Setting the Agenda in the Caspian Basin: The Political Economy of Russia’s Energy Leverage

Adam N. Stulberg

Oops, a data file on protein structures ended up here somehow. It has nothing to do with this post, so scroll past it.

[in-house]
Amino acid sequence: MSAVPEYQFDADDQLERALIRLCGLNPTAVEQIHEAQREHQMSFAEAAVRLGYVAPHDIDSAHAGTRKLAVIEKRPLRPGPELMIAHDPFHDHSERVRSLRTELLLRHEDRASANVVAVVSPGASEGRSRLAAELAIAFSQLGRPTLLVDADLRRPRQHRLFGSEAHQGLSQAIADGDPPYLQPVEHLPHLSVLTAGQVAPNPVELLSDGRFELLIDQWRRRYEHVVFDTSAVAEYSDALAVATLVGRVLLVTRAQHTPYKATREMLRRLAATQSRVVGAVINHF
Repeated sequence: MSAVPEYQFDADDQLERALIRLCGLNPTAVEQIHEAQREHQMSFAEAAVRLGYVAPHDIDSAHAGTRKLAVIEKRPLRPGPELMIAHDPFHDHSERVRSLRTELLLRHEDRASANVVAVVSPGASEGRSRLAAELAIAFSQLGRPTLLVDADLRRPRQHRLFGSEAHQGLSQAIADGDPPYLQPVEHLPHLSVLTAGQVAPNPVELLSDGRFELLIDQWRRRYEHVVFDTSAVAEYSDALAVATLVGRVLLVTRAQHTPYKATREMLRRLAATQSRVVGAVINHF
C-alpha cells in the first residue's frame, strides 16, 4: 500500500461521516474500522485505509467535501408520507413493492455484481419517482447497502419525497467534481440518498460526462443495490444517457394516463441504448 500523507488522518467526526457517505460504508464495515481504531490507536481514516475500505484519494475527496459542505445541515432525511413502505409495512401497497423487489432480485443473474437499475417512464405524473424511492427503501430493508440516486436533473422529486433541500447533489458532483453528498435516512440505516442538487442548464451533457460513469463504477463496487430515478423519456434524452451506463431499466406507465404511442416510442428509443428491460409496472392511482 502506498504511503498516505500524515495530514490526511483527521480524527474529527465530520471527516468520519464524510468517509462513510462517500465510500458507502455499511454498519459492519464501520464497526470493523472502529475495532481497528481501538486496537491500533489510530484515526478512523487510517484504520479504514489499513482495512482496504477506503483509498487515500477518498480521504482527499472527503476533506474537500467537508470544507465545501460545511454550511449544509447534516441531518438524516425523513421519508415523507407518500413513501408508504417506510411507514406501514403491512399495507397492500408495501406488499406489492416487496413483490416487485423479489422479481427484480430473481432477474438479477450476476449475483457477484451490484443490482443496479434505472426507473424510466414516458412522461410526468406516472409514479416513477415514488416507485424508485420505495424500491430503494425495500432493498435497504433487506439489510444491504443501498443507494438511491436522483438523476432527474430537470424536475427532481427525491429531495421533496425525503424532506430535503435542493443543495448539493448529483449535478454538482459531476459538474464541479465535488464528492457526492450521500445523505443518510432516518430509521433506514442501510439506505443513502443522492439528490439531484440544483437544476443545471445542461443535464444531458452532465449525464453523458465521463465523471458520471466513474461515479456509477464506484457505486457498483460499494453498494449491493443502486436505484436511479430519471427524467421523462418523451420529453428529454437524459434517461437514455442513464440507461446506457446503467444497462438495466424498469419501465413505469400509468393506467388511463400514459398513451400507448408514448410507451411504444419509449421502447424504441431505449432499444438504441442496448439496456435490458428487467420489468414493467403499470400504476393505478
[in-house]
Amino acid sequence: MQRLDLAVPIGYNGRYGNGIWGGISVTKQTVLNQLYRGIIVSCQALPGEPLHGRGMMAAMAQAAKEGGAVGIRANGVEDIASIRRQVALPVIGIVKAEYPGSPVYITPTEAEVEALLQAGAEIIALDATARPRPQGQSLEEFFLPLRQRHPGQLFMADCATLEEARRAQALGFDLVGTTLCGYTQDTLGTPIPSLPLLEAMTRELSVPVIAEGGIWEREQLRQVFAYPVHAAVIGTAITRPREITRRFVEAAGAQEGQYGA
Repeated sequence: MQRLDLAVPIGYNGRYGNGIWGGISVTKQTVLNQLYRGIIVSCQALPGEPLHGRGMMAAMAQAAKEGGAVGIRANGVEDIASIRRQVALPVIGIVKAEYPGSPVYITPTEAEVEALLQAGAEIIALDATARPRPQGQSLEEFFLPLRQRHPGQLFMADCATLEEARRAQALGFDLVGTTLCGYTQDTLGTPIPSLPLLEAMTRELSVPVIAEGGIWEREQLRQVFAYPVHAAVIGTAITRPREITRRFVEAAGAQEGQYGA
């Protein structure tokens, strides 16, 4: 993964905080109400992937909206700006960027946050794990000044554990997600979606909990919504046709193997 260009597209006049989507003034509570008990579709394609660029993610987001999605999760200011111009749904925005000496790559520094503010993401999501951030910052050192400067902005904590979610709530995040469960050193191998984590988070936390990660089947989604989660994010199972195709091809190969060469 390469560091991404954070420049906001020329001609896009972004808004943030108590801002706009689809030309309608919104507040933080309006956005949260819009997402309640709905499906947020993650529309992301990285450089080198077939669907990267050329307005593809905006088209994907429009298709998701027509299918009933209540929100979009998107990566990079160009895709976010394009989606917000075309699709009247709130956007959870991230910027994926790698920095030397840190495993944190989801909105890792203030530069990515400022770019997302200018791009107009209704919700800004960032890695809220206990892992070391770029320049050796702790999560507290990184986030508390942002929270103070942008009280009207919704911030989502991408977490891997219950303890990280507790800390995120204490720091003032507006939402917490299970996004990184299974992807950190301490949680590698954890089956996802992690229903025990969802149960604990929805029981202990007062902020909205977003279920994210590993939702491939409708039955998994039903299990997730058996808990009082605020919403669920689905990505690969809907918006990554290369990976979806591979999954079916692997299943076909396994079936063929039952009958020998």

With the collapse of the Soviet Union, Russia emerged as the dominant successor state in Eurasia. Yet much to the surprise of great power enthusiasts, Moscow has both succeeded remarkably and failed miserably at exploiting its preponderance to set the terms for ownership, development, and export of the prized energy reserves in the Caspian Basin. One the one hand, it has effectively manipulated favorable power asymmetries and monopoly over the existing pipeline infrastructure to strand competitive gas exports from Turkmenistan. On the other hand, Russia has been able only to retard the pace of Kazakhstan 's independent gas exploration and has reluctantly conceded to Astana's preferred legal remedy for dividing the Caspian seabed. Moscow has had even less success with Azerbaijan, incapable of deterring Baku's campaign to diversify main oil export routes at Russia's expense. The Kremlin has seemingly lost control over Russian oil firms in the process, unable to prevent them from participating in Azerbaijani-sponsored consortia that are dominated by foreign competitors. How do states use their preponderance as an instrument of coercive power, and how does this explain Russia's mixed success in the Caspian Basin?

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